- The Washington Times - Wednesday, July 19, 2006

Federal Reserve Chairman Ben S. Bernanke sparked a major market rally yesterday by saying the central bank expects the slowdown in economic growth that started this spring to temper the threat of inflation stemming from high energy prices.

Mr. Bernanke told the Senate Banking, Housing and Urban Affairs Committee that higher inflation remains the biggest risk facing the economy, but the Fed also recognizes the risks to growth from high oil prices, a rapidly declining housing market and flare-ups of violence in the Middle East.

His remarks, which toned down more hawkish rhetoric used by Fed officials this spring that rattled the markets, sparked an elated reaction on Wall Street, where many feared the central bank would overdo raising interest rates and cripple the economy.

The Dow Jones Industrial Average surged 212 points to 11,011, helped along by talk of a cease-fire in Lebanon and a decline in oil prices from record levels set last week.

“The anticipated moderation in economic growth now seems to be under way,” Mr. Bernanke said, but “there are risks in both directions.” The Fed could raise rates too high and damage the economy, but it also runs the risk of not doing enough to curb inflation, which poses a formidable threat to economic growth in the long run, he said.

While members of Congress and the real estate industry have been complaining that the Fed is in danger of killing off home sales by engineering sharply higher short-term rates, Mr. Bernanke noted that mortgage rates at five-year highs are still only a fraction of the record 18 percent level hit as a result of high inflation in 1980.

Yesterday, a report of an additional 5.3 percent fall in housing starts, bringing new home building to the lowest levels since 2003, highlighted what Mr. Bernanke said was the clear evidence that the once-booming housing market is leading the transition to slower growth that the Fed has sought.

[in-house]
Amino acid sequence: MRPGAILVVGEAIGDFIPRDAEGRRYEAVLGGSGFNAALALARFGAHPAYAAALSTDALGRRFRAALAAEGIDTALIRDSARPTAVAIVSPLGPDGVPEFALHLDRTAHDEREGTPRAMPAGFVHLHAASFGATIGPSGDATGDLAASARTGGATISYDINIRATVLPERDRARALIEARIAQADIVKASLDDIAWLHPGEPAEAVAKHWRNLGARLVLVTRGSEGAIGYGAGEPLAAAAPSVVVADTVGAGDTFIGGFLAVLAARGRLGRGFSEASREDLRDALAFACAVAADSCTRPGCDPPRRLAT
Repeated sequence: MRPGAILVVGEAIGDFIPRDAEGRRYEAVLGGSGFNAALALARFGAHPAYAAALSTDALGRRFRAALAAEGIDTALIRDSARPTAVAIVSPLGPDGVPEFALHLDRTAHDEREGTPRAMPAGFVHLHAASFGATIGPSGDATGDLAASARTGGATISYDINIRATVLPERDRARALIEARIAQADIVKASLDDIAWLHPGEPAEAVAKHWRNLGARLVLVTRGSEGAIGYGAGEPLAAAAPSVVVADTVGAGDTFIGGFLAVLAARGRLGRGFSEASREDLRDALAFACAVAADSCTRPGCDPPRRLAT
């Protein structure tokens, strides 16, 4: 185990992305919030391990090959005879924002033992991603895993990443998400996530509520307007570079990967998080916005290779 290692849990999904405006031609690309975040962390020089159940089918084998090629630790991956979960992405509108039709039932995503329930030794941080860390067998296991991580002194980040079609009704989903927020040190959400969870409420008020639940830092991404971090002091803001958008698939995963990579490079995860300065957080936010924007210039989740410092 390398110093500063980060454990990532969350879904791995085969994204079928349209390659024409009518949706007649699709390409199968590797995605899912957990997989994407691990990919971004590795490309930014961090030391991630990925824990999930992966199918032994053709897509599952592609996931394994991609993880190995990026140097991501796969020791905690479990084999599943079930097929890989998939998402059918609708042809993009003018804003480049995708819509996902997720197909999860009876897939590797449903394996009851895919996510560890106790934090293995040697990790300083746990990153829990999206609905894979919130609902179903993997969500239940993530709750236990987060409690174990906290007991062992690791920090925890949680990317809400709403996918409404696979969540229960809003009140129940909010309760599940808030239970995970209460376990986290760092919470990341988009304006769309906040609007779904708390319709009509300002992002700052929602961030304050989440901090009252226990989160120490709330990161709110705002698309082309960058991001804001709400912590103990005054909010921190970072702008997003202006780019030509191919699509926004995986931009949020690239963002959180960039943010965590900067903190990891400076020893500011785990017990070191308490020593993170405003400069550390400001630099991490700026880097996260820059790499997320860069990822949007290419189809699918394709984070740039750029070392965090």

He said he expects spending by consumers to follow suit, cooling in response to a decline in housing wealth and home equity extraction, as well as the decline in purchasing power caused by fast-rising energy costs. Weak retail sales this summer have provided evidence of an emerging consumer slowdown.

But the payoff from slower growth — a reduction in inflation — has yet to arrive, Mr. Bernanke said. Just before his appearance on Capitol Hill, the Labor Department reported that consumer prices rose at a 5.1 percent annual rate in the past three months mostly as a result of soaring energy costs — more than double what the Fed considers an acceptable pace.

The Fed remains concerned about this year’s rash of inflation, Mr. Bernanke said, but is taking a longer view and thinks that by next year, the surge in inflation will subside.

“We can’t do anything about this month’s inflation number because our policy works with a lag,” he said.

The consumer price report showed that inflation ran at a 3.6 percent pace, even excluding volatile energy and food costs, largely because of a pickup in rental housing costs.

But Mr. Bernanke said the measure of housing costs used by the department may be flawed, and that is one reason the central bank relies heavily on other price measures. He cited a measure published by the Commerce Department that showed “core” inflation running at a tamer 2.6 percent rate.

One reason the Fed is worried that inflation will persist rather than flare temporarily is the unrelenting increase in energy costs, Mr. Bernanke said. He noted that energy spikes often were quickly retraced in past years, but high oil prices seem to have more lasting power today and forecasts of lower prices have been “consistently disappointed.”

That is why the Fed must remain vigilant, he said. “Persistently higher inflation would erode the performance of the real economy and would be costly to reverse.”

Some Fed watchers said that the markets may have overreacted to Mr. Bernanke’s choice of milder terms to describe his inflation concerns.

“While Bernanke used relatively soft language, his message was clear,” said Roger M. Kubarych, economist at HVB Group. “The Fed intends to keep tightening monetary policy until it is certain that core inflation is going to recede.”

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